Said Vrbo president Jeff Hurst, “In my 10 years in the vacation rental industry, I’ve never experienced a year quite like 2020. The COVID-19 pandemic had a profound impact on our family lives, social lives, home lives and, of course, travel plans.”
In addition to analyzing data from its own global vacation rental marketplace, Vrbo invited family travelers around the world to participate in a first-of-its-kind consumer survey to help uncover what to expect for family travel in 2021. Vrbo’s report is based on U.S. survey results from 8,000-plus people from eight countries, as well as Vrbo travel demand for the 12-month period ending August 31, 2020.
1. Travel slowed, but travel planning didn’t
Even though most families had to cancel a trip due to COVID-19 this year, Vrbo reports travel is still top of mind for 82% of families who already making plans for 2021.
2. Pandemic travel habits may be hard to break
Some pandemic-era travel habits show no signs of slowing down. Of families surveyed, 59% say they are more likely to drive instead of fly on their next trip, 61% are more likely to visit an “outdoorsy” destination rather than an urban one and 67% of travelers who took a Flexcation—booking trips in the off-season and staying longer to mix work and play—said they would do it again.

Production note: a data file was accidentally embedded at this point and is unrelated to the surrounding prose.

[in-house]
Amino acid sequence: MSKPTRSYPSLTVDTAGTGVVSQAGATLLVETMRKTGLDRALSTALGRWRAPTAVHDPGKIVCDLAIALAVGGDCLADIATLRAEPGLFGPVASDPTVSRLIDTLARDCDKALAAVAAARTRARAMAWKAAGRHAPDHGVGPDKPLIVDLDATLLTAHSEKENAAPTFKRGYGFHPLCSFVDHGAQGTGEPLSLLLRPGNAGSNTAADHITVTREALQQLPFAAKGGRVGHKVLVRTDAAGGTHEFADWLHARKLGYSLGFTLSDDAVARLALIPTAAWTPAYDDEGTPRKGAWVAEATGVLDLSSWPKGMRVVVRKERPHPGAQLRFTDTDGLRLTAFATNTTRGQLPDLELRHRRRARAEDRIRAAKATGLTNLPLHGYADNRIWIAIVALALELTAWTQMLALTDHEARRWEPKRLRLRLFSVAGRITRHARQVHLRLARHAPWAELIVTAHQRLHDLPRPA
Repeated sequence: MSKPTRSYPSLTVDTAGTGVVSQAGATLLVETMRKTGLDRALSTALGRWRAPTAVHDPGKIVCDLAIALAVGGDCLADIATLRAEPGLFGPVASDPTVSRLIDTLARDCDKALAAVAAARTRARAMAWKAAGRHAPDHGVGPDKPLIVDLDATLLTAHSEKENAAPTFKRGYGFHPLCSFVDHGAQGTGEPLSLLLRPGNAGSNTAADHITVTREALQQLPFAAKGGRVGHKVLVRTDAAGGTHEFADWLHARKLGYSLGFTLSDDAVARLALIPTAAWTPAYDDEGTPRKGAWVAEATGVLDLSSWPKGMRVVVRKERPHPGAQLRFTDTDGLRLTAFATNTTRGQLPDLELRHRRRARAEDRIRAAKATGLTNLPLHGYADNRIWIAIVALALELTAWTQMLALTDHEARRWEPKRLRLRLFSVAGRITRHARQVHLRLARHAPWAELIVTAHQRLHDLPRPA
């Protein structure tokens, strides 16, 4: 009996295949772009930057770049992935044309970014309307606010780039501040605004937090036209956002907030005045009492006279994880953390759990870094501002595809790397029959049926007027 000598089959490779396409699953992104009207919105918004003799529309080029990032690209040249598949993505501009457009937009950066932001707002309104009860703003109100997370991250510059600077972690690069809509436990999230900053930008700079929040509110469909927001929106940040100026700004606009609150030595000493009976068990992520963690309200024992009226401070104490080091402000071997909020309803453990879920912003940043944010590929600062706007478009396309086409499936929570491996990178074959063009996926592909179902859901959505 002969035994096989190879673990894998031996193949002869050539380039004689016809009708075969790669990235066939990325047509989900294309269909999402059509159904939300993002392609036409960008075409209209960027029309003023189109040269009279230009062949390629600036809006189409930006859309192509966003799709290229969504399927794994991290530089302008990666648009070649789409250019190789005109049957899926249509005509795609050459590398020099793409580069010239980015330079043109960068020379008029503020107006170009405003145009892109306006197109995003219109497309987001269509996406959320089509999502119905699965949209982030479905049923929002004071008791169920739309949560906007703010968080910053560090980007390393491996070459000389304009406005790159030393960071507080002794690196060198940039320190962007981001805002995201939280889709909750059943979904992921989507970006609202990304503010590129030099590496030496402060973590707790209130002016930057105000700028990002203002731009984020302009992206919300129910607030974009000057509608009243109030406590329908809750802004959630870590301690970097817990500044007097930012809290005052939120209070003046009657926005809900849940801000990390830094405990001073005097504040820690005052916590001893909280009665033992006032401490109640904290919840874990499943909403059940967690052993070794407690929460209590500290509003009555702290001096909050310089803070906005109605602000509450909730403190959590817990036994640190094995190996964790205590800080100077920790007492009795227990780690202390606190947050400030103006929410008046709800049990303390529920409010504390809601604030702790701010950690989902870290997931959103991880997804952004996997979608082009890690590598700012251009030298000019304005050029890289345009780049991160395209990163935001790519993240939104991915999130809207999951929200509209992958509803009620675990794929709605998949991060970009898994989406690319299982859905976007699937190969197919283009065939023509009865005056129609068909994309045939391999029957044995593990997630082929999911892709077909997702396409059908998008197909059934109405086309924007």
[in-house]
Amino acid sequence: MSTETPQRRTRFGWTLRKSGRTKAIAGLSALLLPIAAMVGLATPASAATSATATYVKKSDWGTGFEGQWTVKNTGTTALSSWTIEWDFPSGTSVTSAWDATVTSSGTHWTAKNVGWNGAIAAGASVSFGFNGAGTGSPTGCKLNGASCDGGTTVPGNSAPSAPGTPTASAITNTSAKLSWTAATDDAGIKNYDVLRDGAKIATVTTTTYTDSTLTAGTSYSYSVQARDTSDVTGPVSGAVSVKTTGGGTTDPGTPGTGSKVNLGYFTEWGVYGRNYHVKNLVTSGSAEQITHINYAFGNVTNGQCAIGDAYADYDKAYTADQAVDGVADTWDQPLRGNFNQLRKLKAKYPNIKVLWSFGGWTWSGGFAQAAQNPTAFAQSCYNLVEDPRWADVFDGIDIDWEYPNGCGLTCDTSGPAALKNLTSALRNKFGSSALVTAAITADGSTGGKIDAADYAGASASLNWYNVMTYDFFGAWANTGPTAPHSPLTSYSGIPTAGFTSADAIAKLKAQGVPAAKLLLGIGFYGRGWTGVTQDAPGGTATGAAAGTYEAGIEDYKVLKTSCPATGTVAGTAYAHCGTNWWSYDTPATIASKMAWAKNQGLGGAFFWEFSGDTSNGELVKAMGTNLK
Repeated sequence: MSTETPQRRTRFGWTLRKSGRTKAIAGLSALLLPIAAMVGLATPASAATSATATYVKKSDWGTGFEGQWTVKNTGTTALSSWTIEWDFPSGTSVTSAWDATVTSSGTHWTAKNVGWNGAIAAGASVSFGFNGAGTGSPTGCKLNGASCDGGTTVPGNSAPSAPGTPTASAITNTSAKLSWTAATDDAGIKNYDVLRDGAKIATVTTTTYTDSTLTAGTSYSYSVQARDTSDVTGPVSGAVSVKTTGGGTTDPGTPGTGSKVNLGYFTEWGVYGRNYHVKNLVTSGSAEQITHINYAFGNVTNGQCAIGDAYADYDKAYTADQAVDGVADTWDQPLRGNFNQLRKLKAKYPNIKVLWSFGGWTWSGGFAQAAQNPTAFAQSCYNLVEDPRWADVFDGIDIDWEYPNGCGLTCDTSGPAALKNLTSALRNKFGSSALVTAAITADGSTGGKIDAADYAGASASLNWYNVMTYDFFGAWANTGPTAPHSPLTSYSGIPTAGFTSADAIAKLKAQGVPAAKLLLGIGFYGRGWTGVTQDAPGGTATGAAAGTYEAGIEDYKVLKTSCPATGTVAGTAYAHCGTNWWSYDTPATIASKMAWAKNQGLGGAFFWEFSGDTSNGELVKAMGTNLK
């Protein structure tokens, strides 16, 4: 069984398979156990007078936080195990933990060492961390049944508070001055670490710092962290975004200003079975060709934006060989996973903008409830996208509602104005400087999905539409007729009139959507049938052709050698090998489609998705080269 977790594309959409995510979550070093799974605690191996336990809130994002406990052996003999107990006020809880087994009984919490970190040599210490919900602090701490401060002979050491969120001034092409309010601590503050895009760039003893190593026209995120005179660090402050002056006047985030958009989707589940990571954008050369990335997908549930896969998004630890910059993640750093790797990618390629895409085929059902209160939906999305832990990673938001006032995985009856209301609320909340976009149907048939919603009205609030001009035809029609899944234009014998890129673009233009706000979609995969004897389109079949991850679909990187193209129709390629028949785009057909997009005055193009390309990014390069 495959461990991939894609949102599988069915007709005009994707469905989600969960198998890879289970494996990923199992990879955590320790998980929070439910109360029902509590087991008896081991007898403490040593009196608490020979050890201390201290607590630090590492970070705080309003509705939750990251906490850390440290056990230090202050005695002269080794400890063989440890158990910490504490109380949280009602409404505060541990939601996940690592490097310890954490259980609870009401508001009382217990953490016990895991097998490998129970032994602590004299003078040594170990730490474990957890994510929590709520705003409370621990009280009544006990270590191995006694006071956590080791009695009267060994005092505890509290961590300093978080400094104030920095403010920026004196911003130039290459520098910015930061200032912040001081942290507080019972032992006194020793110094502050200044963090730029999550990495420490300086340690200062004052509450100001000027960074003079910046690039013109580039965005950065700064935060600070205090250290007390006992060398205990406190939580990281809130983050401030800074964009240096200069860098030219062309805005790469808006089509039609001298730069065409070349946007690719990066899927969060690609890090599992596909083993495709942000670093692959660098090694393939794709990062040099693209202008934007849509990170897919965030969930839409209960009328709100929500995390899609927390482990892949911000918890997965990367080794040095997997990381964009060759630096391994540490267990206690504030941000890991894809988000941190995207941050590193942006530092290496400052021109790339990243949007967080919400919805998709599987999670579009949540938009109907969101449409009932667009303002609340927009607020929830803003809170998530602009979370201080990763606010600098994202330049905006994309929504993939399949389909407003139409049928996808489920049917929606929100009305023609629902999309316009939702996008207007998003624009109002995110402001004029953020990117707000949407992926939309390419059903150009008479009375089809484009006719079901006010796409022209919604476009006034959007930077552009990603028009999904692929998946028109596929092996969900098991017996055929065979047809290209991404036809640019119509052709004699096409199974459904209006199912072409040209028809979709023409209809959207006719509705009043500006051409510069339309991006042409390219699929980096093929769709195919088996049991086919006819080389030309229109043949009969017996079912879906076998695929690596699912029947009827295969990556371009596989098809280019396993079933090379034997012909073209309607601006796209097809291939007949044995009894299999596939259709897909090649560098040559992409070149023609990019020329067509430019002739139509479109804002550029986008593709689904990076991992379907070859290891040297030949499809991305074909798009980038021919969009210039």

3. Just add water . . . interest in U.S. destinations near lakes and rivers rise
Rural vacation destinations near lakes and rivers saw an uptick in popularity, especially in areas across the south, Midwest and eastern regions of the U.S., where families can fish, camp and hike. An example is Emory, Texas, located about an hour’s drive from Dallas. Other small towns topping Vrbo’s emerging destination list are Smithville, Missouri; Slade, Kentucky; Mannford, Oklahoma and The Outer Banks in North Carolina.
4. Cue the cabin fever
Somewhat ironic that quarantined travelers with “cabin fever” are yearning for stays in cabins and chalets. Vrbo reports demand for cabins increased nearly 25%, while chalets were up almost 20% year-over-year. Perhaps these cozy accommodations are the “comfort food” of the accommodations. That said, with the increased interest in destinations near lakes and rivers, it does make sense.
5. Bring on the “Bucket List” trips
Canceled 2020 vacations has created pent up demand. Vrbo predicts that once travel returns to pre-COVID levels, travelers plan to go all out. Survey responders indicate that 65% plan on traveling more frequently than they did pre-COVID, and 54% say they are more likely to finally taking that “bucket list” trip, and 33% are willing to spend more than they usually would.
6. Everyone wants a vacation do-over and more family time
Travel FOMO (fear of missing out) was at an all-time high in 2020. Rather than scrapping a canceled trip completely, families want to make up for lost time. According to Vrbo, 54% want to redo their canceled vacation plans. Of those who had a trip canceled due to COVID-19, 44% are rescheduling, and 31% say the main reason they want to travel is to spend quality time with family.